Mexican tug boat
10/27/2011, Santa Rosalia, Baja California Sur
One of my motivating factors for cruising to foreign countries was to become submersed into other cultures. It didn't take to long living here in Mexico to see that things are not always done the same way as they are in the good ole US of A.
For instance lets say that there is a street light burned out, in the US the city would send out a $60,000.00 dollar shiny truck with a lift arm on it, some dude that makes $50,000.00 a year would get in a little basket and ride up and change the light bulb. Here in Mexico they would send out 3 Mexicans in a beat up pickup truck with a rusty ladder, if the ladder wasn't long enough they would probably find a box or a chair or something to set it on then one would wobble his way up and change the bulb...homey would be lucky if he made $50 a week. these types of things go on and on...half dug holes are left uncovered in the middle of sidewalks, detours on highways are half ass marked blah blah blah.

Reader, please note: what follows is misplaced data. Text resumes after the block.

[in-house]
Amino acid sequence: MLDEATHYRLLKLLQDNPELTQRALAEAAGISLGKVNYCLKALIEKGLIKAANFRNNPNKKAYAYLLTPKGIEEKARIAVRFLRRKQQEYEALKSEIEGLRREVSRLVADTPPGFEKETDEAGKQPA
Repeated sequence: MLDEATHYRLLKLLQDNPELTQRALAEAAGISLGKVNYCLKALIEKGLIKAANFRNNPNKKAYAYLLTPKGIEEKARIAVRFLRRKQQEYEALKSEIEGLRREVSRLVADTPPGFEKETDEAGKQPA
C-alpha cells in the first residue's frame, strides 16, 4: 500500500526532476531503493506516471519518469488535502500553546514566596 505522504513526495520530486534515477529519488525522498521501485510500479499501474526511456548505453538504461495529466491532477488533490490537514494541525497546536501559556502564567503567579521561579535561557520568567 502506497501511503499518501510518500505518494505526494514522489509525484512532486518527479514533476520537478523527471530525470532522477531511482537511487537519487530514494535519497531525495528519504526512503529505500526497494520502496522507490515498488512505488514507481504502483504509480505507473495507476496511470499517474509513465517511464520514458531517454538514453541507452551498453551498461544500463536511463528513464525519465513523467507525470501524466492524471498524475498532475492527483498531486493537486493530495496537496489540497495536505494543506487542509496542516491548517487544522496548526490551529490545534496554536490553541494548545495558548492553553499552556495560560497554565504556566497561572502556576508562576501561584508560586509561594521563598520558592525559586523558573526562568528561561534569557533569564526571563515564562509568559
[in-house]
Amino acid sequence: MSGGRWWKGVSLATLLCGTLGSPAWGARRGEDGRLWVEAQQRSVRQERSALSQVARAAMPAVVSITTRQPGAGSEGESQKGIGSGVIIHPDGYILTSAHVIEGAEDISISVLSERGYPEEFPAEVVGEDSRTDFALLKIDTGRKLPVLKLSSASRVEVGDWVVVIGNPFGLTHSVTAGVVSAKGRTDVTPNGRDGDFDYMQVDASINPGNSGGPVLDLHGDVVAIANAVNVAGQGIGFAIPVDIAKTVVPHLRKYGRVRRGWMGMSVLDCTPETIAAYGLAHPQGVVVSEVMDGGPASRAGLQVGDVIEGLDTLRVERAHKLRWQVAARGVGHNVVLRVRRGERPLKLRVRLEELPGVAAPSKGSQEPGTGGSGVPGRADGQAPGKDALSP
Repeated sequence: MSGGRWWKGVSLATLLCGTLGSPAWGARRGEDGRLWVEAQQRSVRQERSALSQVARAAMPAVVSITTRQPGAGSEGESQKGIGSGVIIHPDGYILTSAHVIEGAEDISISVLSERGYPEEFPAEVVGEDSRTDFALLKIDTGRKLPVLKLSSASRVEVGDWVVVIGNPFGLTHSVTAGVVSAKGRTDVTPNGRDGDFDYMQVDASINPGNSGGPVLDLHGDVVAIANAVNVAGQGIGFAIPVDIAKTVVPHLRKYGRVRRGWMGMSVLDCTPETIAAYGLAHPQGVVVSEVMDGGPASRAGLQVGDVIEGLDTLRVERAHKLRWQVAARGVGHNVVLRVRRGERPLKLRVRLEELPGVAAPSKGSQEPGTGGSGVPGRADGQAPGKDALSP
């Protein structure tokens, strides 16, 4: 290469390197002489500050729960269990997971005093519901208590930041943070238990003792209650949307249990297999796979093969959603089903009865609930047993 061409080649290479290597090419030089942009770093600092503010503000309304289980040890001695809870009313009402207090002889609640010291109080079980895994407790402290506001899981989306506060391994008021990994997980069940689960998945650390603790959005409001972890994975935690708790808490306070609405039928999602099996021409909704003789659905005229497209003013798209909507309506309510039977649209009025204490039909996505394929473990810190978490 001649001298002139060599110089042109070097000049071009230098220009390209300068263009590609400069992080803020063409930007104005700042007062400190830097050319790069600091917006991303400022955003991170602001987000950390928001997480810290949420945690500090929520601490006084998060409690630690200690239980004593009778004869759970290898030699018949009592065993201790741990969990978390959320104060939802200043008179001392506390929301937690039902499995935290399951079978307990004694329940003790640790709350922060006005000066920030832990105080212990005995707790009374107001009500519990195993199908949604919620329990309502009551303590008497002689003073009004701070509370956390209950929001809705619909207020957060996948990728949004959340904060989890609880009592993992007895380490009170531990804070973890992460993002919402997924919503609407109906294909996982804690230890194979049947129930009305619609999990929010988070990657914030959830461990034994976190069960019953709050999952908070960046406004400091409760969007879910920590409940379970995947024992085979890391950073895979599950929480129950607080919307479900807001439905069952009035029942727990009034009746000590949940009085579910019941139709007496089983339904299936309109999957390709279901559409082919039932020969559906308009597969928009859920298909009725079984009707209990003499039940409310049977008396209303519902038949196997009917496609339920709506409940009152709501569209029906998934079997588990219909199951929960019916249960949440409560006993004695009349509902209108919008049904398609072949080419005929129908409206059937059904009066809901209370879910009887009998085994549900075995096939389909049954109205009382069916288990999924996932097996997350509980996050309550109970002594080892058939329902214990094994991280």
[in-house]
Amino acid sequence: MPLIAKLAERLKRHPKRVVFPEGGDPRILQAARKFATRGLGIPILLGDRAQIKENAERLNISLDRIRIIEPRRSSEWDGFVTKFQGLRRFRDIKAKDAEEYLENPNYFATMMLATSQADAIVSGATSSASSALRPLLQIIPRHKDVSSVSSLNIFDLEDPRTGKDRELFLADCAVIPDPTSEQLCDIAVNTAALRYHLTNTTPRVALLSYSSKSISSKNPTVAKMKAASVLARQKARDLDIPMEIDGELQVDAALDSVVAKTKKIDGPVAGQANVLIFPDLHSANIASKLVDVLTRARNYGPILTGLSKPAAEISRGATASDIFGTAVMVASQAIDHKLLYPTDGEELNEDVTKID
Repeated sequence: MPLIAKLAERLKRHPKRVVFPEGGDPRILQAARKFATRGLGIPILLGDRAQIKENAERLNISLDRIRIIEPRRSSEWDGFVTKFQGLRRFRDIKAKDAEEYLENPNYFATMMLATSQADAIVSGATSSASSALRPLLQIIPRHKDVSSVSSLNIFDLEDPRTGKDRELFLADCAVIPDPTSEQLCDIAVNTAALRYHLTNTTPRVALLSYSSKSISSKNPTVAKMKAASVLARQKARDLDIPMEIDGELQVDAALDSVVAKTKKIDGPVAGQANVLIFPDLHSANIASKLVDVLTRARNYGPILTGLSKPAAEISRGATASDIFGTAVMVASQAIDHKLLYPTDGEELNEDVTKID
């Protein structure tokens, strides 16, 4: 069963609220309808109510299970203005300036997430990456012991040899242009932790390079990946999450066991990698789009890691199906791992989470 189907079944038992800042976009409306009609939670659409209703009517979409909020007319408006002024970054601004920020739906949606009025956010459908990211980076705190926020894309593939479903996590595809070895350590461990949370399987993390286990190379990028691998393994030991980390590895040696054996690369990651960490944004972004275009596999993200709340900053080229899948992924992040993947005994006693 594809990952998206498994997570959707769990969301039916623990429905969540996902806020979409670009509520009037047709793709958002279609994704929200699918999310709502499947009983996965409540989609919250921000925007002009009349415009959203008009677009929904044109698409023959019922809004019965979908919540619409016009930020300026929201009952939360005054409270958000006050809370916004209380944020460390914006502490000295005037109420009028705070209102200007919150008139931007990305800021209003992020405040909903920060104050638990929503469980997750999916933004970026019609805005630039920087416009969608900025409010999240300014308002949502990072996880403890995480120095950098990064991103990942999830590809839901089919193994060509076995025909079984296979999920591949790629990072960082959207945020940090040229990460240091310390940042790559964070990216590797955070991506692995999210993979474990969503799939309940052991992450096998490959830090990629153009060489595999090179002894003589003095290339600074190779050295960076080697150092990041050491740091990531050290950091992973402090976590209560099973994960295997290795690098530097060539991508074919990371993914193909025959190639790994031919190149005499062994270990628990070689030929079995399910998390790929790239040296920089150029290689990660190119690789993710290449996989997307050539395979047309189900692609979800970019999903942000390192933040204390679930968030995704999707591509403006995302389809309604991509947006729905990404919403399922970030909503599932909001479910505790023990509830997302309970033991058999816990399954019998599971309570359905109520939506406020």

Yesterday morning while we enjoyed our coffee, the Santa Rosalia/Guaymas ferry came in from Guaymas and was preparing to dock. Now in the US of A they would send out a tug boat with a 3000 horse power engine and a crew that probably would be paid close to $200,000 a year....not here, they sent out two dudes in a panga with a 35 horse power Mercury outboard, they nudged up to the ferry and pushed her stern over to the dock...AND VOILA! Now the end result is usually the same (unless you fall into a hole in the sidewalk), The light bulb gets changed, the sidewalk gets repaired and the ferry was safely docked....however it's much more entertaining to watch here!